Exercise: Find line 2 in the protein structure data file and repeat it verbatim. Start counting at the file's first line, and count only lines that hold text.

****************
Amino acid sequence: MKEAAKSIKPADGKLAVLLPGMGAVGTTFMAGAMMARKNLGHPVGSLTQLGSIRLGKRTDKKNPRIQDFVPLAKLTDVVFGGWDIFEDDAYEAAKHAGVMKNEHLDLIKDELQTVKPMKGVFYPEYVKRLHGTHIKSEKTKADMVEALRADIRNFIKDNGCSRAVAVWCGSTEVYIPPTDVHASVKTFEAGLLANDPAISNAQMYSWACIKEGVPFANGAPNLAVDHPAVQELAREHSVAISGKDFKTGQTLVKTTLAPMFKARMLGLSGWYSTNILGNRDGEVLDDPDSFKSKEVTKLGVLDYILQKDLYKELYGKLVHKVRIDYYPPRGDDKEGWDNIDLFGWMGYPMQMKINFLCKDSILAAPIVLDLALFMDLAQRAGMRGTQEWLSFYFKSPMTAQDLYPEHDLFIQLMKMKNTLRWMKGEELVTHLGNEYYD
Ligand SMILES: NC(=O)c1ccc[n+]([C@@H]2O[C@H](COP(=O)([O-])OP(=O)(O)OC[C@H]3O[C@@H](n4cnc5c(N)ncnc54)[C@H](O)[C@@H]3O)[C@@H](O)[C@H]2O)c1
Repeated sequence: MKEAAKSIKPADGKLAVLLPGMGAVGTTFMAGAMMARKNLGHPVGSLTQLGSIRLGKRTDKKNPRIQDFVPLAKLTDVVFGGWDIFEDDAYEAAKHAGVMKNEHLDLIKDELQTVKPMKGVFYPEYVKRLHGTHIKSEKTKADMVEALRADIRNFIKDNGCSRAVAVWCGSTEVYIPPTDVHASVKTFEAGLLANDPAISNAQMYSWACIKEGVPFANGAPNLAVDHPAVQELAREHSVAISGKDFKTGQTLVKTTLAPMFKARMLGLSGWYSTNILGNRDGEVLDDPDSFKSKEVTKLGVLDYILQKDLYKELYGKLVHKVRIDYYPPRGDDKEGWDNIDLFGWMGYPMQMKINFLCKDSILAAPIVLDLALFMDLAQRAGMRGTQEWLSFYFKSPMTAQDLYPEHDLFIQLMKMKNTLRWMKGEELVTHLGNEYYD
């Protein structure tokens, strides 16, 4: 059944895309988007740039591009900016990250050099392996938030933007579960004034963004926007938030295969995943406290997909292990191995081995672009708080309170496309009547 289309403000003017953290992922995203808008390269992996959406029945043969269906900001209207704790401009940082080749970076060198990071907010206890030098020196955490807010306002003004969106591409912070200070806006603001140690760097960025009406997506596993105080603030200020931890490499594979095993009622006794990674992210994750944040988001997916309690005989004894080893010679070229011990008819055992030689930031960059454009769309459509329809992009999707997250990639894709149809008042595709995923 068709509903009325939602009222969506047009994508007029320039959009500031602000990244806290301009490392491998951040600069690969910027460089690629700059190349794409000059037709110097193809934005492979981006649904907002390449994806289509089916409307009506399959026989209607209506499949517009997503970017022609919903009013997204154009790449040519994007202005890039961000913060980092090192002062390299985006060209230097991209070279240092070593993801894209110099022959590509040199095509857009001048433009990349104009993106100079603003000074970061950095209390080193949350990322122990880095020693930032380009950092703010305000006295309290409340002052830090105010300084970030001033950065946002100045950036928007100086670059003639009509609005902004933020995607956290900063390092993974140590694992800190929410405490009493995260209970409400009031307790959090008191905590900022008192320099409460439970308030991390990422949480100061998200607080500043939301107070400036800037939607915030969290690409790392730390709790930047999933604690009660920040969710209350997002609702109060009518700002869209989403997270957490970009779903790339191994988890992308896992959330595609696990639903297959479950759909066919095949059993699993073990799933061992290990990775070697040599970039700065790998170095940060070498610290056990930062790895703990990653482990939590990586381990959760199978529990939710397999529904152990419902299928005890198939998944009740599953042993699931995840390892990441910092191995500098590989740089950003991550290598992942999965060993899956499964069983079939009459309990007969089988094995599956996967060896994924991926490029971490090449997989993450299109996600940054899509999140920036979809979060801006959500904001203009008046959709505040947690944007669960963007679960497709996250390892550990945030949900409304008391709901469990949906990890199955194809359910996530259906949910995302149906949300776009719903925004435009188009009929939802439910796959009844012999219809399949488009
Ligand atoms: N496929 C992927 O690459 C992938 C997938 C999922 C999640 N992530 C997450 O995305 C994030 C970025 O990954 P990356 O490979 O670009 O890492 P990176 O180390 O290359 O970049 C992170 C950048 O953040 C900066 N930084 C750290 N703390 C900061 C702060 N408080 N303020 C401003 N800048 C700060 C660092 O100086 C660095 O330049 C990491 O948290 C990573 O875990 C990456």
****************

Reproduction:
Ligand SMILES: NC(=O)c1ccc[n+]([C@@H]2O[C@H](COP(=O)([O-])OP(=O)(O)OC[C@H]3O[C@@H](n4cnc5c(N)ncnc54)[C@H](O)[C@@H]3O)[C@@H](O)[C@H]2O)c1